Commentary

No smoke, no fire in Urlacher's remarks

Injured linebacker's quotes no big deal

Updated: December 2, 2009, 12:54 AM ET
By Melissa Isaacson | ESPNChicago.com

So Brian Urlacher wishes the Bears ran more, laments that they couldn't elude the Minnesota Vikings' tacklers, is disenchanted with his team's latest lopsided defeat, and is bummed that he can't be on the field and somehow alleviate the agony.

Um, OK.

Urlacher's comments ran in a piece by Michael Silver on Yahoo Sports, and they were interesting in the way any candid chatter would be from a star player who has been injured and unquoted all season.

To interpret them as anything particularly controversial, however, is reaching.

Let's take the one comment that seems to be getting the most attention:

"Look, I love Jay, and I understand he's a great player who can take us a long way, and I still have faith in him," Urlacher said. "But I hate the way our identity has changed. We used to establish the run and wear teams down and try not to make mistakes, and we'd rely on our defense to keep us in the game and make big plays to put us in position to win. Kyle Orton might not be the flashiest quarterback, but the guy is a winner, and that formula worked for us. I hate to say it, but that's the truth."

Again, what's the big deal? A lot of people hate the way the Bears' identity has changed, undoubtedly most of Urlacher's teammates included. He's not saying Orton is a better quarterback than Cutler. He's saying that Orton was not the flashiest player but that running the ball and doing it effectively helped the Bears to nine victories.

"When you're not winning games, obviously you're not running the ball, you're not wearing people down, you're not keeping your defense off the field," Olin Kreutz said when asked about Urlacher's comments. "Urlacher is obviously the leader of our locker room, so if he's not happy with our game, we're all not."

Bears coach Lovie Smith said he could understand why "everyone who's a part of our football team is frustrated right now."

"As far as our identity changing," Smith said, "I think every team in the National Football League needs to be able to run the football. They'll all say that. And at times, they need to be able to pass it. Sometimes you need to pass it more than you need to run it. That's what we are; that's what we've been throughout. For us saying we're a running football team, that doesn't change what we try to do each week."

Interesting that Smith acknowledges that what he calls the Bears and what they actually are, are two different things. Anyone who has watched the Bears this season is well aware of that, and to think it doesn't hit at the very heart of the team on both sides of the ball would be even more troubling.

Later, Urlacher raved about Cutler's precision pass to Johnny Knox for the touchdown. As a team leader and the main cog on the Bears' defense, Urlacher's attitude toward Cutler matters. That's why a mild offseason flap was created when it was reported that Urlacher had referred to Cutler as a "p----" to former teammate Bobby Wade. Urlacher denied saying that and cleared it up with Cutler before it became an issue.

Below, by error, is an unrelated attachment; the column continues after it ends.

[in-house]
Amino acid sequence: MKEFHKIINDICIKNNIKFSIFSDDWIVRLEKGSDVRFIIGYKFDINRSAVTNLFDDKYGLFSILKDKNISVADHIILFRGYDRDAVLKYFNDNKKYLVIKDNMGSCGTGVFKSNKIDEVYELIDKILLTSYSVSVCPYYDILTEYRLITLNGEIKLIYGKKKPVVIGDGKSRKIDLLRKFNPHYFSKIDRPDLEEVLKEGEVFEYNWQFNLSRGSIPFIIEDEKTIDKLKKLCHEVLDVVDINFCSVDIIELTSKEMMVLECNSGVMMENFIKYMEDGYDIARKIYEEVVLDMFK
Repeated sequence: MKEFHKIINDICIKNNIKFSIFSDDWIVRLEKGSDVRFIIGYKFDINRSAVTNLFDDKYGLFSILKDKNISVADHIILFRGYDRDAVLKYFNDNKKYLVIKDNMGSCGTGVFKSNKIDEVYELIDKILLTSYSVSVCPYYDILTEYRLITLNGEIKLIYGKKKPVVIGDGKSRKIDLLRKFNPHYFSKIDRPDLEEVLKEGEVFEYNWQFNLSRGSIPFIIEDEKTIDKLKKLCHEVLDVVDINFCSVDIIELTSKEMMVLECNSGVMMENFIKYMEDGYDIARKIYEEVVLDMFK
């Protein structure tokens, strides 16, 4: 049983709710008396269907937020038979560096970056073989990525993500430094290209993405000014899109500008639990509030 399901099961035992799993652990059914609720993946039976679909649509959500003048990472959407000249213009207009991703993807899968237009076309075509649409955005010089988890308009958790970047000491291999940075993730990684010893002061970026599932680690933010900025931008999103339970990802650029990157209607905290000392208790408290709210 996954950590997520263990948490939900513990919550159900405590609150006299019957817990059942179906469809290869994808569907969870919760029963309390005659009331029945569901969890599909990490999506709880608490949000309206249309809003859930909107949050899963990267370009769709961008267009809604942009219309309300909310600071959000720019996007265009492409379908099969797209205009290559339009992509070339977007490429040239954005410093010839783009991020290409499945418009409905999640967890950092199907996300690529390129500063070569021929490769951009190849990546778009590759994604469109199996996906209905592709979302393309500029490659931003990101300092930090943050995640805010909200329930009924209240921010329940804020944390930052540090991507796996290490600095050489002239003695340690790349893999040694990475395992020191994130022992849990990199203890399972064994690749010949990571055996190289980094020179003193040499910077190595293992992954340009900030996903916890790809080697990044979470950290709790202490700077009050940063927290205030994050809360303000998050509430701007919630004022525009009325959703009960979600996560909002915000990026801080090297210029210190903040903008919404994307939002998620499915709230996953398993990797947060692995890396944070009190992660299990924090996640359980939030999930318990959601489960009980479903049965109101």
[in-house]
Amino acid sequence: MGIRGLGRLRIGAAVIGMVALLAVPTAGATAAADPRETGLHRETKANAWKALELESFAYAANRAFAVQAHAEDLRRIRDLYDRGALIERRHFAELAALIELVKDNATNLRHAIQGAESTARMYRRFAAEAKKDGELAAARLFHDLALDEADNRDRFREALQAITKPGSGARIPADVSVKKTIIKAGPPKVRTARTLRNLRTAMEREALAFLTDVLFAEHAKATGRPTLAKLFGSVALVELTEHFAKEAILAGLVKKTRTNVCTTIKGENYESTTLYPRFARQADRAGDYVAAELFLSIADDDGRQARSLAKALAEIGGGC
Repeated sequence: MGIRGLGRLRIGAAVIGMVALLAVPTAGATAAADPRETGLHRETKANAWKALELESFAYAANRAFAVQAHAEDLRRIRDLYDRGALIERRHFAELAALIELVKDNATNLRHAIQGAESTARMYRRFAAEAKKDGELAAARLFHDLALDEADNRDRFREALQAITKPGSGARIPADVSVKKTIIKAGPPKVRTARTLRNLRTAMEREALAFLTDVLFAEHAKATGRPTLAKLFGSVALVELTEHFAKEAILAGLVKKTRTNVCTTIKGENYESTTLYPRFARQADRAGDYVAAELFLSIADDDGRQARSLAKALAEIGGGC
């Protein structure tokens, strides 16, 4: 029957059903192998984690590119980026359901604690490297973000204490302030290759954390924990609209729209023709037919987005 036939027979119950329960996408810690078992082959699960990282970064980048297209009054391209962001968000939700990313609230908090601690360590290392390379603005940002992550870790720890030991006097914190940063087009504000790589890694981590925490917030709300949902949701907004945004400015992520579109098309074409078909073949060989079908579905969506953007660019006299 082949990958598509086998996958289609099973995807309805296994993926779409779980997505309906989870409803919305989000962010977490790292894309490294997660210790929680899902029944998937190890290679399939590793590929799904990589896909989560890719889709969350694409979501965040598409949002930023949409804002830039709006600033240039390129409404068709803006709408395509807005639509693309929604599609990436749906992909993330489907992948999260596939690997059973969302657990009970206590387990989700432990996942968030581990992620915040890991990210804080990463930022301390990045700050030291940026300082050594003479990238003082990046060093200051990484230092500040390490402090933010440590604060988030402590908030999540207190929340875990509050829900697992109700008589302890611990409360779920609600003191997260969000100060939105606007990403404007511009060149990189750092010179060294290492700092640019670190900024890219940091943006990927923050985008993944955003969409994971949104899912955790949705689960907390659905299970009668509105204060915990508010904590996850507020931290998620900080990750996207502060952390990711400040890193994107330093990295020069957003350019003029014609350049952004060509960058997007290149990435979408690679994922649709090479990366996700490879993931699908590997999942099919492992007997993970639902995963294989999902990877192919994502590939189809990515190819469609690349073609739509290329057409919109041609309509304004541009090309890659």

But Urlacher has been through too many Bears quarterbacks not to recognize a potentially great one when he sees him. And there is no reason to go out of his way to praise him if he didn't mean it. Same way it should not be construed as divisive when Urlacher, in referring to a screen pass to Matt Forte that was stopped for no gain, sputtered that, "You know why that doesn't work? We don't make anyone [expletive] miss. I guess I just don't realize what great tacklers these [opposing defenders] are. They're amazing."

Same deal when talking about a Forte run that went for 2 yards in the fourth quarter with the Bears trailing by 26 points, Urlacher criticized the play call, "Now we're going to run that [expletive]."

That's why the Bears miss Urlacher, not just for his play but for his leadership on a defensive unit that has lost its soul. It brings to mind the famous Mike Brown "We suck" comment after the Bears blew a late lead at Cleveland to fall to 1-3 in the 2005 season. The team went on to win the next eight games and take the NFC North.

And if the Bears "sucked" then, their current condition is not fit for a family Web site.

The fact is, they are not good enough to defeat the Vikings or most of the teams on their current schedule. Whether that is because of injuries to the likes of Urlacher and others or because Smith is doing a subpar coaching job or because Jerry Angelo is not doing a good enough job assembling the talent necessary to absorb injuries probably won't matter to whoever it is that makes the most important decisions at Halas Hall.

And whatever Urlacher has to say about it doesn't change a thing.

Melissa Isaacson

Columnist, ESPNChicago.com
Melissa Isaacson is a columnist for espnW.com, ESPN Chicago and ESPN.com. The award-winning writer has covered Chicago sports for most of her 31-year career, including at the Chicago Tribune before joining ESPN in 2009. Isaacson has also covered tennis since 1986.

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